Newspapers have claimed that Britain is at its most peaceful in years.
The basis for such reports is the launch of the United Kingdom Peace Index (UKPI) by the Institute for Economics and Peace (IEP).
It claims that crime figures have fallen to their lowest level in 33 years.
At first glance the UKPI’s research findings appear to be a welcome change from usual scaremongering tactics the ruling class uses to justify a large police presence on the streets.
However, it is being welcomed by many on the right. Especially by the right wing think-tank Policy Exchange that “advised” the UKPI during the research.
Policy Exchange boasts that it first came up with the ideas for government policies including directly elected police commissioners, the pupil premium and free schools.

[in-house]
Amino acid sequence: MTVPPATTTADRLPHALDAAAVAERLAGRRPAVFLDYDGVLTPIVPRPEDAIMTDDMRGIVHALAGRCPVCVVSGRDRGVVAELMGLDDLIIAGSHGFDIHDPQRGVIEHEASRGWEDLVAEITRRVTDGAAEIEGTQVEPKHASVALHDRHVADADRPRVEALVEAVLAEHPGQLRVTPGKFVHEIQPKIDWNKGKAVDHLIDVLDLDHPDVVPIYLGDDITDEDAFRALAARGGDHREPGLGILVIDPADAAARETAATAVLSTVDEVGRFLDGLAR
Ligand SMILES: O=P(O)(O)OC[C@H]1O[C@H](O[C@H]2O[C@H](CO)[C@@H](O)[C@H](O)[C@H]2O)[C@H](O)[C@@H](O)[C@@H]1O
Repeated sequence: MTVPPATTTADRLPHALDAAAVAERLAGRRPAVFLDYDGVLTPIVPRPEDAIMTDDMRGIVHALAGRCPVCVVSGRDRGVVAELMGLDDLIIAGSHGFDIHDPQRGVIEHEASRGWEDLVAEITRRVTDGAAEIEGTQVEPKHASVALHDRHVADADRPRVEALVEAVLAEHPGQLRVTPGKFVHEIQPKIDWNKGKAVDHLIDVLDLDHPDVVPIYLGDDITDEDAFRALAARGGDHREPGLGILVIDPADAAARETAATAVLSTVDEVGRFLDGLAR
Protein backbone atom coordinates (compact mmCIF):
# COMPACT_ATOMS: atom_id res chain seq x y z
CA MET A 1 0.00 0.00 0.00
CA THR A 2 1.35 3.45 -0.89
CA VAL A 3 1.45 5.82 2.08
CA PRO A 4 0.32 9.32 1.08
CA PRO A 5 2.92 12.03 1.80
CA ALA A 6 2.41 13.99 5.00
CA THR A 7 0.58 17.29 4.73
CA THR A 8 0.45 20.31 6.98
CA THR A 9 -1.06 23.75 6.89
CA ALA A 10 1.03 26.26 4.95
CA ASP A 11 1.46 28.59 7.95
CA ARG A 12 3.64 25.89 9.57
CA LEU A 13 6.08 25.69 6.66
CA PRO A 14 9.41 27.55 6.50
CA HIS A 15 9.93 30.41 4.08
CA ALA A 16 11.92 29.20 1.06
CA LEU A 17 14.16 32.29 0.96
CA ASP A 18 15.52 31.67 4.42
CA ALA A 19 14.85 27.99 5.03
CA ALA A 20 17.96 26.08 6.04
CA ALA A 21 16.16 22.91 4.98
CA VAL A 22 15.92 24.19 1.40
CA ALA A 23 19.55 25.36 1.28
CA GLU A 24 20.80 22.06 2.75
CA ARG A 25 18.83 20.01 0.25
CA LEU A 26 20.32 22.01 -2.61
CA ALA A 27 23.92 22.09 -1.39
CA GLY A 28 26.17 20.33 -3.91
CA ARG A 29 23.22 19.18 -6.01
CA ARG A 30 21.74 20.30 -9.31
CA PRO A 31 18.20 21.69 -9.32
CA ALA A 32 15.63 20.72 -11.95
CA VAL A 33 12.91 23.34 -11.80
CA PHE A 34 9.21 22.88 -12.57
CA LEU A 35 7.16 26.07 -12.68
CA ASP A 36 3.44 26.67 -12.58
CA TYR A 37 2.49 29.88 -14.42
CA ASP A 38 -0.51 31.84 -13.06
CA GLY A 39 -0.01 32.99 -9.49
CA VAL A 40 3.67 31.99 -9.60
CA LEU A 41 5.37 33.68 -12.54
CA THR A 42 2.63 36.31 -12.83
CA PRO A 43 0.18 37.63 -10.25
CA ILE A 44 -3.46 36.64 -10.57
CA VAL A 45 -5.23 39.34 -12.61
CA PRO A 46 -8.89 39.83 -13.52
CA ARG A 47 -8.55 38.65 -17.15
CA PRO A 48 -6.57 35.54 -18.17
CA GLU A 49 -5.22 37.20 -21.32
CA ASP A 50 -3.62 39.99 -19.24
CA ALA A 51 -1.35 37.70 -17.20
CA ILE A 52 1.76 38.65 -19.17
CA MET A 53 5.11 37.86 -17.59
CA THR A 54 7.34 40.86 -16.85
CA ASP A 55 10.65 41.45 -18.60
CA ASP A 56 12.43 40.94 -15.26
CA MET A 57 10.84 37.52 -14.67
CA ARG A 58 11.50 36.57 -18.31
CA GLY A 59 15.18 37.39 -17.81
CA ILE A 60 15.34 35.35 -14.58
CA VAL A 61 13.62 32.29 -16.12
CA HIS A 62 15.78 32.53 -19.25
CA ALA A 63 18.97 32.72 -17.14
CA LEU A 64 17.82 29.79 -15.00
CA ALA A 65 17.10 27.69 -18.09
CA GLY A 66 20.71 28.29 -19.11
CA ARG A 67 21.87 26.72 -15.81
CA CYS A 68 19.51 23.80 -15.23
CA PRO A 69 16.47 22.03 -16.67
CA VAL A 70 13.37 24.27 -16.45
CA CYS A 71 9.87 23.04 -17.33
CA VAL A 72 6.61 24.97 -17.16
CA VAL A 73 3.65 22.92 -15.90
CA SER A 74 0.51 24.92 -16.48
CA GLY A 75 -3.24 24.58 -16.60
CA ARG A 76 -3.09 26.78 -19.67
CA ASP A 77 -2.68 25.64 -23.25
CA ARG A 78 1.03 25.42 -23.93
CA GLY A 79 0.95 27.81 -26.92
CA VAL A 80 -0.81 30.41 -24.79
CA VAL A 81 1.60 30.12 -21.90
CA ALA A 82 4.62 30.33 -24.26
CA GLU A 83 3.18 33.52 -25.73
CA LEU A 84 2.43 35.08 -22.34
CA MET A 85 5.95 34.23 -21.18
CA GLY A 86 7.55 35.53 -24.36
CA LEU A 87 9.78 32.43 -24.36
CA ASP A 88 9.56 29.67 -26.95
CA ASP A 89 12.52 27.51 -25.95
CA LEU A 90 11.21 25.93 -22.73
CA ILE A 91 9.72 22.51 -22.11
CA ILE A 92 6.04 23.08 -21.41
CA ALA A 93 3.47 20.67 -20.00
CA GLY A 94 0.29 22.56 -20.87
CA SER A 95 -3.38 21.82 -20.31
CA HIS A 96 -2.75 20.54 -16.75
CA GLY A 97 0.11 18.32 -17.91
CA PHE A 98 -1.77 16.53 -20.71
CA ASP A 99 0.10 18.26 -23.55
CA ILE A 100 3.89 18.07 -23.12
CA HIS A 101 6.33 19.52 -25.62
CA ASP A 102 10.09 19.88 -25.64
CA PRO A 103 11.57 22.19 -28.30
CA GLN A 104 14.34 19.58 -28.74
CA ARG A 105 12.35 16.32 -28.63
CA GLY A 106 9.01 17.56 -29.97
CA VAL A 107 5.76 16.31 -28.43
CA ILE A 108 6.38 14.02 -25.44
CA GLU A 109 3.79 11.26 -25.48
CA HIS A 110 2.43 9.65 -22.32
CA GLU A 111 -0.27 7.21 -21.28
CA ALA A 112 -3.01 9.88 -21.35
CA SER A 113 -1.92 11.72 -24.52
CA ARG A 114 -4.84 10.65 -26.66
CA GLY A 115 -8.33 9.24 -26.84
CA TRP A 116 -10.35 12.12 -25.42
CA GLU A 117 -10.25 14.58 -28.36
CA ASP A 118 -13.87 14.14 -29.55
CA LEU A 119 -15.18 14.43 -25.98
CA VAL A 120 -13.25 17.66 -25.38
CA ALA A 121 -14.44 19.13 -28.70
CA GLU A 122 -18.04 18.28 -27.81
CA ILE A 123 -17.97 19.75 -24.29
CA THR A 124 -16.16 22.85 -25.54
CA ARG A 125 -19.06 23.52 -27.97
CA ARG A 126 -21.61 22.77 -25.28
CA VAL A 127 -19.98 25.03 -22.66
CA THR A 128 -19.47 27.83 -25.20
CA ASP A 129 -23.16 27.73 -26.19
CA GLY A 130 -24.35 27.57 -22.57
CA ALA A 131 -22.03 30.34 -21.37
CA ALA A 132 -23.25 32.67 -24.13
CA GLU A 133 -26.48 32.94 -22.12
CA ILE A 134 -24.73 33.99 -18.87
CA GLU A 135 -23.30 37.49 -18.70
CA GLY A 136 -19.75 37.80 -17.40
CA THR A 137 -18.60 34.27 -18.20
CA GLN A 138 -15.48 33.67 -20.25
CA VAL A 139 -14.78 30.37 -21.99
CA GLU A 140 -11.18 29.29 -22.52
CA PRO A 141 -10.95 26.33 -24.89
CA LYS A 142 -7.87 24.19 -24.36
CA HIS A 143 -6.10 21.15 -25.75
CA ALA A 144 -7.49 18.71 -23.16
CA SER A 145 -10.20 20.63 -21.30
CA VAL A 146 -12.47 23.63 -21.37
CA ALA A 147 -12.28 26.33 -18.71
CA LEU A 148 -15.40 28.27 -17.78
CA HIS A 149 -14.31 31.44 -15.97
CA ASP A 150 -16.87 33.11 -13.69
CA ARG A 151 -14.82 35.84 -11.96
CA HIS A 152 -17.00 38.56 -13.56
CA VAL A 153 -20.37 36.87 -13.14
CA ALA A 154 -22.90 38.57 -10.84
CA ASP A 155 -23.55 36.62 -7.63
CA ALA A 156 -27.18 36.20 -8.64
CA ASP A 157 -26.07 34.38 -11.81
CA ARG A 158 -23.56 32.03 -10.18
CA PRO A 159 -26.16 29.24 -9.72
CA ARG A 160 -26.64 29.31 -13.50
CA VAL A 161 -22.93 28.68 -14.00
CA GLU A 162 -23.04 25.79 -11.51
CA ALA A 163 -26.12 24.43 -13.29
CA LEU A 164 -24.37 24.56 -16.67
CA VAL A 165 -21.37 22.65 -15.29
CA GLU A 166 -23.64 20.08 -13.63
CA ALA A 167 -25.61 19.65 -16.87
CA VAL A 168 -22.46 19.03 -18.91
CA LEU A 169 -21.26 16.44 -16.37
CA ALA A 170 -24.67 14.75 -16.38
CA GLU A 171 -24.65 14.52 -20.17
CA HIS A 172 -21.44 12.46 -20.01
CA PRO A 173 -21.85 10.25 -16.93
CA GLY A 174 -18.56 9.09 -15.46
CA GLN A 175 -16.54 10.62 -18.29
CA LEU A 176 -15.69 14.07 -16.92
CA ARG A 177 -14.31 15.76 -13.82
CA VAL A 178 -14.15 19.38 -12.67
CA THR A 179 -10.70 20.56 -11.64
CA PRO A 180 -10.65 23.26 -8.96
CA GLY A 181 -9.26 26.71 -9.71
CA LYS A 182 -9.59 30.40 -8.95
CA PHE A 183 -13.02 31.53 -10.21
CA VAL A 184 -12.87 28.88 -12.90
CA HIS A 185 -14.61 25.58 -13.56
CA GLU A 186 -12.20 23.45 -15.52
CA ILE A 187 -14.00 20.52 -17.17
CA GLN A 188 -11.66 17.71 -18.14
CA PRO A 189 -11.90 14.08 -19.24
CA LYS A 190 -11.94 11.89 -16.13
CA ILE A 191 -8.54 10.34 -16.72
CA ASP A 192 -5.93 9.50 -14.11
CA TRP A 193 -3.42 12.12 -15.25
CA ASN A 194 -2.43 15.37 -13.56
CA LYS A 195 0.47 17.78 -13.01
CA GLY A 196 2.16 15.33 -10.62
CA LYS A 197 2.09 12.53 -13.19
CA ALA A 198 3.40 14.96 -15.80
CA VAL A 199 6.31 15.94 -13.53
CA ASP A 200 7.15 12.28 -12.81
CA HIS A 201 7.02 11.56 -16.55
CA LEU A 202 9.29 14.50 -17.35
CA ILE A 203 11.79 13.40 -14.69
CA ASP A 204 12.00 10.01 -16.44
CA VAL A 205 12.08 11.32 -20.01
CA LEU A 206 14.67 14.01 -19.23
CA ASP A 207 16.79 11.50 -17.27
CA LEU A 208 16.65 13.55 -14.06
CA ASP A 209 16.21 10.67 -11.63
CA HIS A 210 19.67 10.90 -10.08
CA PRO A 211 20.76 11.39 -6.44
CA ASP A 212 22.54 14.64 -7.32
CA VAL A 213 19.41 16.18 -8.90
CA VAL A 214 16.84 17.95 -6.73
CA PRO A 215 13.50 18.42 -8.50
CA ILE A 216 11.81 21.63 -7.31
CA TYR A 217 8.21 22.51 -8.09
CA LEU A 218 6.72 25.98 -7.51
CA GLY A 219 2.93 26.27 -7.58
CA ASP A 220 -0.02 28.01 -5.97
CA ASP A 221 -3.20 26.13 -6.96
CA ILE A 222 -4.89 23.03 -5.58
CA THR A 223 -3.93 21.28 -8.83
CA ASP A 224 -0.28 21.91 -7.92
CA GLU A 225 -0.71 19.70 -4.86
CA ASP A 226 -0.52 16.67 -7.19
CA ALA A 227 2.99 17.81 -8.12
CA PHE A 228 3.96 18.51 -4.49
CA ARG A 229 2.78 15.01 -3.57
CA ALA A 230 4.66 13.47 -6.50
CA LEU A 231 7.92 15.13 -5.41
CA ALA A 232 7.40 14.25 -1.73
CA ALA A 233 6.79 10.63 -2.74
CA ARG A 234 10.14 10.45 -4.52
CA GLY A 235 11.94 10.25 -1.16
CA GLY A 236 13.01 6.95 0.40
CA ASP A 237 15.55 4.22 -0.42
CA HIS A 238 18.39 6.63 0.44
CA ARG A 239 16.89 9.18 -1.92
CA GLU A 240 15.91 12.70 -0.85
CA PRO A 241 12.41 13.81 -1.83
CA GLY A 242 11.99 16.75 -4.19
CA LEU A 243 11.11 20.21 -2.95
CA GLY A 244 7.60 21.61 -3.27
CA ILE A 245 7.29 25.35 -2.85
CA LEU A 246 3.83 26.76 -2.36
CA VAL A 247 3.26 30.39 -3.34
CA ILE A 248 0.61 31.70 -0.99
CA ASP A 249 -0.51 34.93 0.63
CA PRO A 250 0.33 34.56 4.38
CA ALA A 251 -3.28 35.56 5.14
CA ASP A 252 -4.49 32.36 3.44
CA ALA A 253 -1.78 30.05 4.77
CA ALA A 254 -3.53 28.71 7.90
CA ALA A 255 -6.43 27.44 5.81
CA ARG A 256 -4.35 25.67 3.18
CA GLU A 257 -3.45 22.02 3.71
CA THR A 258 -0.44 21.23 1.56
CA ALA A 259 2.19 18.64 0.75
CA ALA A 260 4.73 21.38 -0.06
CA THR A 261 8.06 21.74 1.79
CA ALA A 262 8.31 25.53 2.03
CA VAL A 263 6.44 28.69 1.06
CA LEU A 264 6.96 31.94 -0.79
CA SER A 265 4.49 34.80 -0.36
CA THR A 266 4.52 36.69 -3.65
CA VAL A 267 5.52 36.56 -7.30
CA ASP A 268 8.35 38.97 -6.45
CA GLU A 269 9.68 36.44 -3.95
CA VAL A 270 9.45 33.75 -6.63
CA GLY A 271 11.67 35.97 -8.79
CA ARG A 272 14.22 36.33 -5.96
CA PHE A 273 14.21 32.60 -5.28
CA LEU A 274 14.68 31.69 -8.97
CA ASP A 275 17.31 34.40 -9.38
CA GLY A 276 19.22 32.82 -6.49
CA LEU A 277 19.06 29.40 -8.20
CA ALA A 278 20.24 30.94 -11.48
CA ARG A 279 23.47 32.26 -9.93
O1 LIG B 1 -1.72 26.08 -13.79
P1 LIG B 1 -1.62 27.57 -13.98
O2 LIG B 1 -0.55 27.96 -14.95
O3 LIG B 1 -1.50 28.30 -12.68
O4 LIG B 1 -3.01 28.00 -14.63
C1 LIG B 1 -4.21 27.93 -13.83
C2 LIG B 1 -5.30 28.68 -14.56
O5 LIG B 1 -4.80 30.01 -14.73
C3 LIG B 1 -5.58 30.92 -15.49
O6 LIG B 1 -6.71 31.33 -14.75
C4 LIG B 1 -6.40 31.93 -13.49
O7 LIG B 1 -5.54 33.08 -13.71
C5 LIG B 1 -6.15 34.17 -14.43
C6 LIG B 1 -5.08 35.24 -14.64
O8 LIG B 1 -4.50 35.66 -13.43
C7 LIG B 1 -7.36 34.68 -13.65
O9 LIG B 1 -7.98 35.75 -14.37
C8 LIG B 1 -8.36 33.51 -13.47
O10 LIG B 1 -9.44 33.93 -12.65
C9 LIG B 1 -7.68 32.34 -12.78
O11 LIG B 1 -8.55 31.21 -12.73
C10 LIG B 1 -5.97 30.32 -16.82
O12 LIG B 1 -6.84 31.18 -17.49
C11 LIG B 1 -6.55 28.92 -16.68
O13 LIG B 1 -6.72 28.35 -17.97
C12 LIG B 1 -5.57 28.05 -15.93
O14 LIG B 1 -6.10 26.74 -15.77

For all the talk of peace, Tory education secretary Michael Gove once described Policy Exchange as “the most formidable regular army on the think tank battlefield”.
Gove helped start up Policy Exchange which has helped shape Tory policy since 2002.
The reason for the right’s embrace of Britain’s new found “peacefulness” is because there is an argument emerging that there is more profit to be found in peace than war.
The man behind the IEP, Steve Killelea, is interested in persuading businesses and governments of the economic benefits of peace.
He produced and funded a film called Soldiers of Peace in which humanity is told to move “beyond our ancient human impulse to war”.
First and foremost the IEP promotes peace because it is valuable to businesses, not because it improves the lives of ordinary people.
No doubt Britain’s new peaceful status comes as a surprise to those at the brunt of Tory attacks on welfare and living standards.